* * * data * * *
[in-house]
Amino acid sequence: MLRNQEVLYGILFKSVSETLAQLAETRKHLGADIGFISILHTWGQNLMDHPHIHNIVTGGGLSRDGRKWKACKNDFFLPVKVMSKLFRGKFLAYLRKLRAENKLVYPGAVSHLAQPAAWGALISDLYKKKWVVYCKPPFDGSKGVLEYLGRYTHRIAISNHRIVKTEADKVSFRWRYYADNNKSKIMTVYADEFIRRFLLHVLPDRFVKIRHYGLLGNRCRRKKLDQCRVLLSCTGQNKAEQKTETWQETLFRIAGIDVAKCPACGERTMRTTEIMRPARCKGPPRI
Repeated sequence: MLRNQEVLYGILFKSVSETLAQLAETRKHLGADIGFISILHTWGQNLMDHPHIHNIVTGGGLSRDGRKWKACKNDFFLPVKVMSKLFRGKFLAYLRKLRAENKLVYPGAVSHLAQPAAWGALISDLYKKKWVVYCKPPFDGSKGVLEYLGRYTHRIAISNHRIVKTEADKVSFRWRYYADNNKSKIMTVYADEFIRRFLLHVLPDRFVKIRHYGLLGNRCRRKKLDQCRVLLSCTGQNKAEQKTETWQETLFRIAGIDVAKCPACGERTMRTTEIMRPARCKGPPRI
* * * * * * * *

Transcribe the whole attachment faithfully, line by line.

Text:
[in-house]
Amino acid sequence: MLRNQEVLYGILFKSVSETLAQLAETRKHLGADIGFISILHTWGQNLMDHPHIHNIVTGGGLSRDGRKWKACKNDFFLPVKVMSKLFRGKFLAYLRKLRAENKLVYPGAVSHLAQPAAWGALISDLYKKKWVVYCKPPFDGSKGVLEYLGRYTHRIAISNHRIVKTEADKVSFRWRYYADNNKSKIMTVYADEFIRRFLLHVLPDRFVKIRHYGLLGNRCRRKKLDQCRVLLSCTGQNKAEQKTETWQETLFRIAGIDVAKCPACGERTMRTTEIMRPARCKGPPRI
Repeated sequence: MLRNQEVLYGILFKSVSETLAQLAETRKHLGADIGFISILHTWGQNLMDHPHIHNIVTGGGLSRDGRKWKACKNDFFLPVKVMSKLFRGKFLAYLRKLRAENKLVYPGAVSHLAQPAAWGALISDLYKKKWVVYCKPPFDGSKGVLEYLGRYTHRIAISNHRIVKTEADKVSFRWRYYADNNKSKIMTVYADEFIRRFLLHVLPDRFVKIRHYGLLGNRCRRKKLDQCRVLLSCTGQNKAEQKTETWQETLFRIAGIDVAKCPACGERTMRTTEIMRPARCKGPPRI